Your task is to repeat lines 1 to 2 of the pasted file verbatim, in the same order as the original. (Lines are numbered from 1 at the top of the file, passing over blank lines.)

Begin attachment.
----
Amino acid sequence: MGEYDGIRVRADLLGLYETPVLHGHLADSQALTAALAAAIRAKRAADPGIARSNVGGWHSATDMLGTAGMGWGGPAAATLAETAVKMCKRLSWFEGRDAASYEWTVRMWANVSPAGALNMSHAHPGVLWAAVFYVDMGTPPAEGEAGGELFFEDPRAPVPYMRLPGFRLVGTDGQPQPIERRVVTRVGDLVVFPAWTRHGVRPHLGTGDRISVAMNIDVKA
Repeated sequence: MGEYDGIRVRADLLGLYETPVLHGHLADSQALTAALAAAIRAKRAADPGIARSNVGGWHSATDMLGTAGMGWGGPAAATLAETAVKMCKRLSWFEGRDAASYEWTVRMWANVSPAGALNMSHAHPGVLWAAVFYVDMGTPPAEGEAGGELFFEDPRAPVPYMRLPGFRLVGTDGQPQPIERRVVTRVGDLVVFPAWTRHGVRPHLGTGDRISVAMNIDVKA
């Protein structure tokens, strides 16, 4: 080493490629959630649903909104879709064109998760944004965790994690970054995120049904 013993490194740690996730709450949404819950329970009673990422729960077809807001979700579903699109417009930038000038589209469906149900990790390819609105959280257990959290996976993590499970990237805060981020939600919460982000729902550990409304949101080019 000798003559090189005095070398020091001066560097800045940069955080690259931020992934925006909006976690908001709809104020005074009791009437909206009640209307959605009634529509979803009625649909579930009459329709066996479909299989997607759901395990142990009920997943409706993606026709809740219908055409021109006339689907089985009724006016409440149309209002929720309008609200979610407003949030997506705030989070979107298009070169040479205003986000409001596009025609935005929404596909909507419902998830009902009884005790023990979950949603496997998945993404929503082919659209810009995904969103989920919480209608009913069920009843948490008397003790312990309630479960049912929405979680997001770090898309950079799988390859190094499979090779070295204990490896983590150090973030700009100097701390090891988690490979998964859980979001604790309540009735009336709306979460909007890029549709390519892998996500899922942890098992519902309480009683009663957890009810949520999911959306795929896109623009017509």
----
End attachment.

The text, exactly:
Amino acid sequence: MGEYDGIRVRADLLGLYETPVLHGHLADSQALTAALAAAIRAKRAADPGIARSNVGGWHSATDMLGTAGMGWGGPAAATLAETAVKMCKRLSWFEGRDAASYEWTVRMWANVSPAGALNMSHAHPGVLWAAVFYVDMGTPPAEGEAGGELFFEDPRAPVPYMRLPGFRLVGTDGQPQPIERRVVTRVGDLVVFPAWTRHGVRPHLGTGDRISVAMNIDVKA
Repeated sequence: MGEYDGIRVRADLLGLYETPVLHGHLADSQALTAALAAAIRAKRAADPGIARSNVGGWHSATDMLGTAGMGWGGPAAATLAETAVKMCKRLSWFEGRDAASYEWTVRMWANVSPAGALNMSHAHPGVLWAAVFYVDMGTPPAEGEAGGELFFEDPRAPVPYMRLPGFRLVGTDGQPQPIERRVVTRVGDLVVFPAWTRHGVRPHLGTGDRISVAMNIDVKA